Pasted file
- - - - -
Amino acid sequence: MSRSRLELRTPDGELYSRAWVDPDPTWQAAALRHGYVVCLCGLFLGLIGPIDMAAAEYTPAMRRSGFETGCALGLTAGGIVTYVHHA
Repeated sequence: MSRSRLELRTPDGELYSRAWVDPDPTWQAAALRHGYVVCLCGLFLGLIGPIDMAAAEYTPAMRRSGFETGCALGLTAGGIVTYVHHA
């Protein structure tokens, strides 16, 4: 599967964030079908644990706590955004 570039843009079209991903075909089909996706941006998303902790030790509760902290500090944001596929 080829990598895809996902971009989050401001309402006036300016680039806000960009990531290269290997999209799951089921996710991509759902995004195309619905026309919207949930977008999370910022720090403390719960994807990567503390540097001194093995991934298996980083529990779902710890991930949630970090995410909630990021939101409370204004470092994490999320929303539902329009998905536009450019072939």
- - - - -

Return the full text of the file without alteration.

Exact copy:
Amino acid sequence: MSRSRLELRTPDGELYSRAWVDPDPTWQAAALRHGYVVCLCGLFLGLIGPIDMAAAEYTPAMRRSGFETGCALGLTAGGIVTYVHHA
Repeated sequence: MSRSRLELRTPDGELYSRAWVDPDPTWQAAALRHGYVVCLCGLFLGLIGPIDMAAAEYTPAMRRSGFETGCALGLTAGGIVTYVHHA
């Protein structure tokens, strides 16, 4: 599967964030079908644990706590955004 570039843009079209991903075909089909996706941006998303902790030790509760902290500090944001596929 080829990598895809996902971009989050401001309402006036300016680039806000960009990531290269290997999209799951089921996710991509759902995004195309619905026309919207949930977008999370910022720090403390719960994807990567503390540097001194093995991934298996980083529990779902710890991930949630970090995410909630990021939101409370204004470092994490999320929303539902329009998905536009450019072939």